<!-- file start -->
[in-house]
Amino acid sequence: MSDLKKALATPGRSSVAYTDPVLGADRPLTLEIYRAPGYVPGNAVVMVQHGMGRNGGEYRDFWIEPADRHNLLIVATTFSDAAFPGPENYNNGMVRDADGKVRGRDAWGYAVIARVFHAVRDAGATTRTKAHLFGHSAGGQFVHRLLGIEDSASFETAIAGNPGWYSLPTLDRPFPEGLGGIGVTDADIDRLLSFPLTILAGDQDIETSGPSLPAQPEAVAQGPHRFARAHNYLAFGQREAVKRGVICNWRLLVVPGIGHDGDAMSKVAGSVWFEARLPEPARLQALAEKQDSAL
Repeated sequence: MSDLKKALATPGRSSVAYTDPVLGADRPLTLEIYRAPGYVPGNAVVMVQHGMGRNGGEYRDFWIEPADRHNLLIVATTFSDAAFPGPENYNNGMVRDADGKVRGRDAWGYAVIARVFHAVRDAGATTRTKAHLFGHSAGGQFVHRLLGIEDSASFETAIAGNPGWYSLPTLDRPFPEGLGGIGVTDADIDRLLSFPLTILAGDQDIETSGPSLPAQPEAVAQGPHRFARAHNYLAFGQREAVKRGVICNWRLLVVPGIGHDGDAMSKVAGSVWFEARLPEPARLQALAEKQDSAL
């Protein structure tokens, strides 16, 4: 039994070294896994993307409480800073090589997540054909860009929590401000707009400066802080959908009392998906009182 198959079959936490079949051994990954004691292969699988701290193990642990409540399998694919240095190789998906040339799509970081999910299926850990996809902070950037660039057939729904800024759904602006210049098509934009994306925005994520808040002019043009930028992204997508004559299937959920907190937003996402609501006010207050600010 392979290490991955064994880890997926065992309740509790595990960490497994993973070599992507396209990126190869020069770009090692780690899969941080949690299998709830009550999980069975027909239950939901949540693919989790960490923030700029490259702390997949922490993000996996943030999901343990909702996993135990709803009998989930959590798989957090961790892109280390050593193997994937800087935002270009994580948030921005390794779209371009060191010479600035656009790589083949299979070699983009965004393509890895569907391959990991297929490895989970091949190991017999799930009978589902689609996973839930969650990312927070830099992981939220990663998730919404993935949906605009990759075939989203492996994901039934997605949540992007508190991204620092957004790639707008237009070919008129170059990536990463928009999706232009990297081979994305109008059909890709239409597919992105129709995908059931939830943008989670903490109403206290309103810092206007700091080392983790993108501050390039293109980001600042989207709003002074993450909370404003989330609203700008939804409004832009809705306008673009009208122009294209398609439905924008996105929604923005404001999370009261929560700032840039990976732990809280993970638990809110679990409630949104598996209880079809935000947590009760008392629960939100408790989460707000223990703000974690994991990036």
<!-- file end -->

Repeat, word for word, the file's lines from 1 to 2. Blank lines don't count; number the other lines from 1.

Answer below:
[in-house]
Amino acid sequence: MSDLKKALATPGRSSVAYTDPVLGADRPLTLEIYRAPGYVPGNAVVMVQHGMGRNGGEYRDFWIEPADRHNLLIVATTFSDAAFPGPENYNNGMVRDADGKVRGRDAWGYAVIARVFHAVRDAGATTRTKAHLFGHSAGGQFVHRLLGIEDSASFETAIAGNPGWYSLPTLDRPFPEGLGGIGVTDADIDRLLSFPLTILAGDQDIETSGPSLPAQPEAVAQGPHRFARAHNYLAFGQREAVKRGVICNWRLLVVPGIGHDGDAMSKVAGSVWFEARLPEPARLQALAEKQDSAL